A NORTH-East local authority has been told it will keep control of its children’s services after they were judged to have serious and widespread failings.

Middlesbrough’s children’s services were rated inadequate by Ofsted in January, when inspectors said vulnerable children were not being protected and youngsters were living in “chronic neglect” for too long.

The Secretary of State of Education has now approved a report by Peter Dwyer, the commissioner for children’s services, saying the council should retain control of the department.

The report, released today, said initial progress had been made and has outlined what the council must do next.

Middlesbrough mayor Andy Preston said: “I made clear after the Ofsted report that we had no excuses for letting Middlesbrough children down and need to repeat that today.

“I’d like to thank the commissioner for his work – his expertise will be invaluable for our dedicated staff in the months ahead.

“Retaining control of the service is the result we wanted, but we know how much work is still required. This is the first significant step on a long road of recovery for the council.

“The town’s children are our number one priority. We’ve got big ambitions for Middlesbrough and those ambitions are all about the future of our young people.”

The report by Mr Dwyer said: “Whilst there is still so much to do and the pace of progress on that improvement journey has been affected by Covid-19, there are also evident strengths which should be allowed to further flourish.

“Immediate assurance plans are in place and new political and officer leaders are instilling a new sense of shared confidence at least within the local authority.”

It adds: “The organisation has been seeking to deliver improvement at pace during the unparalleled challenges posed by Covid- 19.

“In my assessment, they have responded to Covid-19 impressively. Such challenges may have helpfully reinforced elements of necessary culture change, but they must also have impacted upon the speed of delivery of required improvement. 

The Ofsted report, which was published in January and followed an inspection in November and December last year, concluded:  “Since the last inspection in 2015, the quality of children’s services in Middlesbrough has deteriorated and services are now inadequate.

“There are serious and widespread failures that leave children in harmful situations for too long.

“Risks to children and young people, including those who are being exploited, are not appropriately recognised, and insufficient action is taken to help and protect children.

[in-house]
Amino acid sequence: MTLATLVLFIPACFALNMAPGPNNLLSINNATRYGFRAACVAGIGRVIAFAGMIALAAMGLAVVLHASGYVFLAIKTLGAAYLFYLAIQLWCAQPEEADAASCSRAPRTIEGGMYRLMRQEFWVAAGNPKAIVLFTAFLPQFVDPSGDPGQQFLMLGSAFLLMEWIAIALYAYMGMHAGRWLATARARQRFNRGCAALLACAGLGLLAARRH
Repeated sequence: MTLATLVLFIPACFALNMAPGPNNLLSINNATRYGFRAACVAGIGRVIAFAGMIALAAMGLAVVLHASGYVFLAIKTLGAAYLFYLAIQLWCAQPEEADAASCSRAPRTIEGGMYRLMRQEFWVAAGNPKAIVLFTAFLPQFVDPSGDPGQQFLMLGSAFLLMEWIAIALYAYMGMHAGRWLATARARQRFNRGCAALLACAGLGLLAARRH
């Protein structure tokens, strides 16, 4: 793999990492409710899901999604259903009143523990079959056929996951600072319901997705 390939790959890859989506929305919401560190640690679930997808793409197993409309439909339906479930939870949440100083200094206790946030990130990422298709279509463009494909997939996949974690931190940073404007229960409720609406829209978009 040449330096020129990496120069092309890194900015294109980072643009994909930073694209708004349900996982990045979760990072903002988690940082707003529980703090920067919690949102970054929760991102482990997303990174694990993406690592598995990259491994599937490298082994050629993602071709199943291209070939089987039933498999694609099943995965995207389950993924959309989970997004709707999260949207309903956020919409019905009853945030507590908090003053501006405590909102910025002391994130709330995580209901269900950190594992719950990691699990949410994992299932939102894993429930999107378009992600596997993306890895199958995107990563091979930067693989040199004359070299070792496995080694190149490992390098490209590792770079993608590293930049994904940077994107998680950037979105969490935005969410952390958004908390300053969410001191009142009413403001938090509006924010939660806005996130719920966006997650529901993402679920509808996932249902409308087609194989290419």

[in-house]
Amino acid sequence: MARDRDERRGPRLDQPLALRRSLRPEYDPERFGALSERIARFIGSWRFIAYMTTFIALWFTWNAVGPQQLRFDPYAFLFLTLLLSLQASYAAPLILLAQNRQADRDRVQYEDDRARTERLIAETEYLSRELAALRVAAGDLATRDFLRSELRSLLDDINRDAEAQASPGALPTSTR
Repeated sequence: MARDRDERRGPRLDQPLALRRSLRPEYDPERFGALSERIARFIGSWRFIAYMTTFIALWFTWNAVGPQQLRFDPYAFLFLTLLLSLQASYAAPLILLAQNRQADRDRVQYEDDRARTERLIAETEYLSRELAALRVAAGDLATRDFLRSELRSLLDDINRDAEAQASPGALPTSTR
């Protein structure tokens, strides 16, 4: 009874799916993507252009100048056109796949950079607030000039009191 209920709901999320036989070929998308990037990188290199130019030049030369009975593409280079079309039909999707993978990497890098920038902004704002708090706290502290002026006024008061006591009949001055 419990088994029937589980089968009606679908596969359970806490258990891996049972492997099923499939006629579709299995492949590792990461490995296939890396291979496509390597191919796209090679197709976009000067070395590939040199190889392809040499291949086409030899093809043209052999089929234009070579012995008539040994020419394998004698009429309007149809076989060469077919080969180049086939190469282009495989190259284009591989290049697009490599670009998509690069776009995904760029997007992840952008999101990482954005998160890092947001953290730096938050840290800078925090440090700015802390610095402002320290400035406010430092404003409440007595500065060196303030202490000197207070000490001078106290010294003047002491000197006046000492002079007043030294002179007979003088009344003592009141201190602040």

“Leaders had recognised that significant improvements still need to be made but had not fully identified the extent of the inadequacy at the point of inspection.”

Middlesbrough is one of the most deprived local authority areas in the country, with 30 per cent of the town’s wards in the most deprived one per cent in England.

The council spends 35 per cent of its budget on children’s services amid reduced government funding, having risen from 13 per cent in 2010.

The report says prior to the most recent Ofsted report, the care population appeared “out of control”.

Between May 2018 and December 2019, there was an increase of more than 150 children in the care system, a rise of 30 per cent.

Nationally, there was a four per cent increase in the care population in 2018/19.

The council had planned to use external residential care to achieve £1.4m in efficiency savings.

However, it actually led to an annual run rate of £6m overspend.

The report adds: “Of most concern is that this picture did not appear to generate or lead to the effective delivery of an adequate local collective response.

“The local authority has lacked a detailed sufficiency strategy to deliver the local family placements and edge of care provision so clearly needed.”

Steps taken

  • An additional £3.3m has been made available over two years to enhance capacity, particularly around leadership, system development, programme and performance management
  • A further recurring £3.6m has been added to the core budget due to historic overspends, particularly arising from placement costs
  • Previous deficits in practice knowledge and wisdom at a senior level of the children’s social care service appear to have been addressed, with new senior appointments made
  • The 12 week Assurance Plan was well structured with clear milestones/ownership and progress is updated and monitored on a weekly basis including risk analysis
  • The work to produce an overarching improvement plan is advanced and benefits from dedicated capacity from an independent source
  • There is a real local appetite for the No Wrong Door (NWD) programme
  • The organisation is keen to better understand workload within the social work teams. Decisions have been made to enhance capacity by investing in two additional temporary teams in assessment and in child protection/child in need
  • Stronger connections have been made to ensure that this learning feeds directly into the work to enhance the focus of training and development of staff, the work of the principal social worker and the development of a planned Centre for Excellence

Councillor Antony High, Middlesbrough’s deputy mayor and executive member for children’s services, added: “As the commissioner said in his report, children and young people in Middlesbrough need access to the highest quality of services and that is what we intend to deliver.

“There’s a lot of work to do and we’re determined to put things right.

“The commitment of our staff has never been in doubt and they will give their all to turn this situation around.”

The commissioner will continue to work with the Council for a number of days each month and will submit further reports to the Government in November 2020 and May 2021.